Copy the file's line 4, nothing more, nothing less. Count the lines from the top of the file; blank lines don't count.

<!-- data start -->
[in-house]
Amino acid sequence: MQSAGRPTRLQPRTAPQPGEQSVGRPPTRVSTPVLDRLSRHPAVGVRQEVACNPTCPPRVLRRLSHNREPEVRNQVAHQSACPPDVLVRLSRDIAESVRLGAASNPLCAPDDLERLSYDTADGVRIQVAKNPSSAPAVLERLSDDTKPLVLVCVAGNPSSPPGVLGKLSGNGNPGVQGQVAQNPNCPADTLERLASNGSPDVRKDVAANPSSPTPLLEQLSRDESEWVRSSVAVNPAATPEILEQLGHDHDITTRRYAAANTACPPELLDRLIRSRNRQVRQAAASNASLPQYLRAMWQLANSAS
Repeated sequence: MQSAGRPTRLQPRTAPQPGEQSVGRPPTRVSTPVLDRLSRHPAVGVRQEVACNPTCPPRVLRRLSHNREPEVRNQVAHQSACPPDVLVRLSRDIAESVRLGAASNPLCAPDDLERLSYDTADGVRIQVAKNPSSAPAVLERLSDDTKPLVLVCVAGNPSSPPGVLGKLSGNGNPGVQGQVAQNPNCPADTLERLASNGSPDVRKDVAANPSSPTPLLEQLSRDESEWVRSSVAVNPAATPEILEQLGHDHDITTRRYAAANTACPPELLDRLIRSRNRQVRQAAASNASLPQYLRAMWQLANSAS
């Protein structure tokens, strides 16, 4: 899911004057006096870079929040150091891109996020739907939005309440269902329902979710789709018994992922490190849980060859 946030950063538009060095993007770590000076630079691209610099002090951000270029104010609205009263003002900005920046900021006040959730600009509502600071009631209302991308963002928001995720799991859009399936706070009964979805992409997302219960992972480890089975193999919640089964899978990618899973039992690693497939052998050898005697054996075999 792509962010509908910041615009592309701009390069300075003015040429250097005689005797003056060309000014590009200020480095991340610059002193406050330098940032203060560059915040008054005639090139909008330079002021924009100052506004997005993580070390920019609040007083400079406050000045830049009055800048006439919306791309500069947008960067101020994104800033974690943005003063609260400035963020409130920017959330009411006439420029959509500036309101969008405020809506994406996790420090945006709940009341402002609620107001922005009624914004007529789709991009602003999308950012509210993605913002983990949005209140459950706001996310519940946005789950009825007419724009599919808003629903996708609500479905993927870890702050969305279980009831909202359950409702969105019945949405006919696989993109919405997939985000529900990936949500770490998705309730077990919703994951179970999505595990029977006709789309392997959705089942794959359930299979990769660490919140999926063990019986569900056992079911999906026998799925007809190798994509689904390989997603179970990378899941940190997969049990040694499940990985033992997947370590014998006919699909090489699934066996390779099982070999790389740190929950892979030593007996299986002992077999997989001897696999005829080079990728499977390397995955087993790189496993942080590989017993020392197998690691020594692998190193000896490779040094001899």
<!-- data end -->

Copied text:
């Protein structure tokens, strides 16, 4: 899911004057006096870079929040150091891109996020739907939005309440269902329902979710789709018994992922490190849980060859 946030950063538009060095993007770590000076630079691209610099002090951000270029104010609205009263003002900005920046900021006040959730600009509502600071009631209302991308963002928001995720799991859009399936706070009964979805992409997302219960992972480890089975193999919640089964899978990618899973039992690693497939052998050898005697054996075999 792509962010509908910041615009592309701009390069300075003015040429250097005689005797003056060309000014590009200020480095991340610059002193406050330098940032203060560059915040008054005639090139909008330079002021924009100052506004997005993580070390920019609040007083400079406050000045830049009055800048006439919306791309500069947008960067101020994104800033974690943005003063609260400035963020409130920017959330009411006439420029959509500036309101969008405020809506994406996790420090945006709940009341402002609620107001922005009624914004007529789709991009602003999308950012509210993605913002983990949005209140459950706001996310519940946005789950009825007419724009599919808003629903996708609500479905993927870890702050969305279980009831909202359950409702969105019945949405006919696989993109919405997939985000529900990936949500770490998705309730077990919703994951179970999505595990029977006709789309392997959705089942794959359930299979990769660490919140999926063990019986569900056992079911999906026998799925007809190798994509689904390989997603179970990378899941940190997969049990040694499940990985033992997947370590014998006919699909090489699934066996390779099982070999790389740190929950892979030593007996299986002992077999997989001897696999005829080079990728499977390397995955087993790189496993942080590989017993020392197998690691020594692998190193000896490779040094001899």